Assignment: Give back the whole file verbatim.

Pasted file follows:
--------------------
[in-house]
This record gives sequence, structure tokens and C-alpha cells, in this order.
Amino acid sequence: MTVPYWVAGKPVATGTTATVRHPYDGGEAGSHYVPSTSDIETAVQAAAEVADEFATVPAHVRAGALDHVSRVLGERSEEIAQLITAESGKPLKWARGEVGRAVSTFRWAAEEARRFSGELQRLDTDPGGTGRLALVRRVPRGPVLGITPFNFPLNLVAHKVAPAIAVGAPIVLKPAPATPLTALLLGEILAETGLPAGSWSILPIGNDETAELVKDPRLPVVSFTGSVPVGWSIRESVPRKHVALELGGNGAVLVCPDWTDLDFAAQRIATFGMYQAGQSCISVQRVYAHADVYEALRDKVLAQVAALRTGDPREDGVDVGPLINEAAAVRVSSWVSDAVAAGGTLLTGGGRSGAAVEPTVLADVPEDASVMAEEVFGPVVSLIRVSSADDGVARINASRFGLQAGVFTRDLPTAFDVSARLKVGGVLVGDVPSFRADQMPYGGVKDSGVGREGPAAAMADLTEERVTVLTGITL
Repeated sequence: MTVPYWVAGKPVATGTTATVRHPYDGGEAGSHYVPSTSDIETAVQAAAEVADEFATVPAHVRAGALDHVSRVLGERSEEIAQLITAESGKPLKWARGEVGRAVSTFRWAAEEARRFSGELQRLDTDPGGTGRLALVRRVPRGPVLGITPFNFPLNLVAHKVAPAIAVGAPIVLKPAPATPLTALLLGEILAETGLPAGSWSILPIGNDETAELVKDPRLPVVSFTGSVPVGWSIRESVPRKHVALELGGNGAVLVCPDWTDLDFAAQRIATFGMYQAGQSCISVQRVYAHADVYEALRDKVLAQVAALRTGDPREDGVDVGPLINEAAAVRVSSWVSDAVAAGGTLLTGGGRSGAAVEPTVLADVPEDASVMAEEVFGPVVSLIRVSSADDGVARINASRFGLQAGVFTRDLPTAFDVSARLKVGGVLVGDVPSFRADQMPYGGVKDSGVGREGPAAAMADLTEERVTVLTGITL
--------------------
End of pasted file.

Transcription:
[in-house]
This record gives sequence, structure tokens and C-alpha cells, in this order.
Amino acid sequence: MTVPYWVAGKPVATGTTATVRHPYDGGEAGSHYVPSTSDIETAVQAAAEVADEFATVPAHVRAGALDHVSRVLGERSEEIAQLITAESGKPLKWARGEVGRAVSTFRWAAEEARRFSGELQRLDTDPGGTGRLALVRRVPRGPVLGITPFNFPLNLVAHKVAPAIAVGAPIVLKPAPATPLTALLLGEILAETGLPAGSWSILPIGNDETAELVKDPRLPVVSFTGSVPVGWSIRESVPRKHVALELGGNGAVLVCPDWTDLDFAAQRIATFGMYQAGQSCISVQRVYAHADVYEALRDKVLAQVAALRTGDPREDGVDVGPLINEAAAVRVSSWVSDAVAAGGTLLTGGGRSGAAVEPTVLADVPEDASVMAEEVFGPVVSLIRVSSADDGVARINASRFGLQAGVFTRDLPTAFDVSARLKVGGVLVGDVPSFRADQMPYGGVKDSGVGREGPAAAMADLTEERVTVLTGITL
Repeated sequence: MTVPYWVAGKPVATGTTATVRHPYDGGEAGSHYVPSTSDIETAVQAAAEVADEFATVPAHVRAGALDHVSRVLGERSEEIAQLITAESGKPLKWARGEVGRAVSTFRWAAEEARRFSGELQRLDTDPGGTGRLALVRRVPRGPVLGITPFNFPLNLVAHKVAPAIAVGAPIVLKPAPATPLTALLLGEILAETGLPAGSWSILPIGNDETAELVKDPRLPVVSFTGSVPVGWSIRESVPRKHVALELGGNGAVLVCPDWTDLDFAAQRIATFGMYQAGQSCISVQRVYAHADVYEALRDKVLAQVAALRTGDPREDGVDVGPLINEAAAVRVSSWVSDAVAAGGTLLTGGGRSGAAVEPTVLADVPEDASVMAEEVFGPVVSLIRVSSADDGVARINASRFGLQAGVFTRDLPTAFDVSARLKVGGVLVGDVPSFRADQMPYGGVKDSGVGREGPAAAMADLTEERVTVLTGITL